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“The House of Representatives, in some respects, I think, is the most peculiar assemblage in the world,” Speaker Joe Cannon of Illinois once observed. Behind the legislation and procedure, House Members and staff have produced their own institutional history and heritage. Our blog, Whereas: Stories from the People’s House, tells their stories.

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Displaying 349–360 of 394 results

Congressmobiles

Robert Griffin and His Mobile Office
Congressional mobile offices emerged at the intersection of U.S. politics and love for automobiles.
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“I Told Everything I Know”: Patty Duke’s Secret Testimony to Congress

Patty Duke
“I was involved, deeply involved, in a deception.” With those words to a congressional committee, the house of cards built by the producers and sponsors of popular televised quiz shows tumbled at last.
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Snowball Fight at the Capitol!

1923 Snowball Fight
Photographs from the House Collection capture the fun of snowball fights outside the Capitol, a tradition for House and Senate Pages.
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Best of the Blog in 2019

2019 was a very busy year for everyone in the Offices of History, Art and Archives. On top of dozens of additions to our website’s resources, the office again published 43 blogs covering all manner of subjects. As we reflect on the past year, we’ve selected eight favorites for our readers to revisit heading into 2020.
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Categories: Announcements

Written in Stone

Champ Clark and Bust
Two Champ Clarks stand side by side. The Speaker on the right is a near-perfect replica of the Speaker on the left—except for his ghostly white pallor and his abrupt ending below the chest.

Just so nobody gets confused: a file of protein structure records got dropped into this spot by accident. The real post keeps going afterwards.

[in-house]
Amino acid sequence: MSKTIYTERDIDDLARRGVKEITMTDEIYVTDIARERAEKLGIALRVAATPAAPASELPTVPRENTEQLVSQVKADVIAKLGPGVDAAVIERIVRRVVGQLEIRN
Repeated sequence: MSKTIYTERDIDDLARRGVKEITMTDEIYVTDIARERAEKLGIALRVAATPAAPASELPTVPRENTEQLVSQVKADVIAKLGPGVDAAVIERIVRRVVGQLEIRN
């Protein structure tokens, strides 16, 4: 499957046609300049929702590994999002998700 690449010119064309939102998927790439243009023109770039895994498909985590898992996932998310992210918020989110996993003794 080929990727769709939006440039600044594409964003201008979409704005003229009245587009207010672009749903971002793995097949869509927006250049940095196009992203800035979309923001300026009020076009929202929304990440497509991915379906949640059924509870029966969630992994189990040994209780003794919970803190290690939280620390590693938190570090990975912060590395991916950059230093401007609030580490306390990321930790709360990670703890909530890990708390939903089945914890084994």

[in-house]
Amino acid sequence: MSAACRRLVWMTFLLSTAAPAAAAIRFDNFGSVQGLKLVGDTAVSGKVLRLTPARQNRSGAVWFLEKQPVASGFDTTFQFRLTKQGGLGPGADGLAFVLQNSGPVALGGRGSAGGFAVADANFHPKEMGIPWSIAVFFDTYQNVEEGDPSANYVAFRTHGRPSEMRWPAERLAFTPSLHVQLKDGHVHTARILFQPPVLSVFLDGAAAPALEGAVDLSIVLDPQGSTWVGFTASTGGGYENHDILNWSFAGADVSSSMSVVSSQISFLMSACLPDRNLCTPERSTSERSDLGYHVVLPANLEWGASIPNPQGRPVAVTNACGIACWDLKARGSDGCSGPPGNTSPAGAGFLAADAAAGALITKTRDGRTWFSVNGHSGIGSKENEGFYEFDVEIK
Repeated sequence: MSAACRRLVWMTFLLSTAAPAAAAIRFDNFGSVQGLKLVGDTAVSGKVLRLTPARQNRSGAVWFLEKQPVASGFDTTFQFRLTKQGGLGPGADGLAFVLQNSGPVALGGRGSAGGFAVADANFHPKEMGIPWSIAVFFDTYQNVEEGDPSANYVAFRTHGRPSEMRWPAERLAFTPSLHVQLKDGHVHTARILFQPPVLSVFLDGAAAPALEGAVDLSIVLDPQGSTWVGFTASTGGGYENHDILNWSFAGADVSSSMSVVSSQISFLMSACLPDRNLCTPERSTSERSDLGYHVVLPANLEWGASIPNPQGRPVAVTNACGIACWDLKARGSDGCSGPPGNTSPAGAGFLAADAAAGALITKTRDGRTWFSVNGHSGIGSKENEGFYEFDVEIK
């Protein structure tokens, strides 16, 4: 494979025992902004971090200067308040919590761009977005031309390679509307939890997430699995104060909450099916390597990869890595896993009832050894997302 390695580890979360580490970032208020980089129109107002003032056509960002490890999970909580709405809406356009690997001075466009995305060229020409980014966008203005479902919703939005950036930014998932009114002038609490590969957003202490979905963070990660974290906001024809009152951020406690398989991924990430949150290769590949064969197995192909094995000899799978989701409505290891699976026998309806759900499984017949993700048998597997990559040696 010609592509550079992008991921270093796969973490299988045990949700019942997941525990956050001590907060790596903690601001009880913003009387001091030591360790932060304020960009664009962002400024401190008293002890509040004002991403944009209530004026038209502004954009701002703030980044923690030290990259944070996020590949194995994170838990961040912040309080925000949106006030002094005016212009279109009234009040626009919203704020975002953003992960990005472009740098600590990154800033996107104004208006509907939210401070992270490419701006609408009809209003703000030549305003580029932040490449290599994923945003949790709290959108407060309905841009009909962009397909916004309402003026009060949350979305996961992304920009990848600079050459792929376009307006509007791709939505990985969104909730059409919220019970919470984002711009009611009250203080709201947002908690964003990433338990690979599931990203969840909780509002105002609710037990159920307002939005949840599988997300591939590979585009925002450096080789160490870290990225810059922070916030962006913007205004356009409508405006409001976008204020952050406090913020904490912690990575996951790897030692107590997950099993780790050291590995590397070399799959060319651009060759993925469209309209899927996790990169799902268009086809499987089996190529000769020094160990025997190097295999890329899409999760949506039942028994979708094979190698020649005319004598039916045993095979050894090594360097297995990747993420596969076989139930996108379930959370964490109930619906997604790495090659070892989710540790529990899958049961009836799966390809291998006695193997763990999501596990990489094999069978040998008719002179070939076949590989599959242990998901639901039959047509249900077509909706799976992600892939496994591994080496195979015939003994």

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Edition for Educators — New Year, New Material

With the second session of the 116th Congress (2019–2021) now underway, we thought it might be a good time to highlight the considerable work the offices of History, Art and Archives have put online in the past year. This Edition for Educators focuses on the wealth of new material made available in 2019.
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Floor of the Floor

Installing New Carpet in 1938
Carpets have played an important role in interior design for both private and public buildings. Over two centuries, flooring decisions in the House have swung back and forth between form (symbolism, aesthetics, and glamour) and function (practicality, cost, and durability).
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A Member by Any Other Name

“Old Man Eloquent,” “Sunset Cox,” “Czar Reed,” “Uncle Joe,” “Vinegar Bend,” “Mr. Sam,” the “Little Giant.” Since the earliest Congresses, Members of the House have earned—or received—nicknames based on their careers and interests, monikers that have long outlived them.
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Categories: Members of Congress

Engraving the Phoenix

1907 Print of African-American Members
On a sheet the size of a small poster, 22 politicians’ portraits crowd the image, titled “Colored Men Who Have Served in the Congress of the United States.” The worn print recalls the decades following the Civil War, when African Americans came to Congress to represent their fellow Southerners in the national legislature. And more than a memory, it testifies to the persistence of hope during Jim Crow–era political violence and disenfranchisement.
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“Every Right and Every Privilege”: Oscar De Priest and Segregation in the House Restaurant

Oscar De Priest Discharge Petition
Oscar De Priest entered the 71st Congress as the only African American in the House of Representatives. Throughout his political career, De Priest confronted racial discrimination, including in the Capitol itself as a Member of Congress.
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How the House Almost Added a 13th Month

On February 9, 1922, the House Judiciary Committee held a brief hearing on a long subject: the passage of time, and how America kept track of it. Specifically, the committee met to hear from a handful of witnesses about a bill that would have created the “Liberty Calendar,” a uniform new annual calendar—13 months of 28 days divided evenly into four weeks—that supporters argued would make timekeeping more efficient and help meet the demands of the twentieth century.
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Categories: Legislation, Committees

Stamp of Genius

Postage Stamps Featuring Shirley Chisholm
Shirley Chisholm forever. (“Forever” stamp, that is.)
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Categories: Artifacts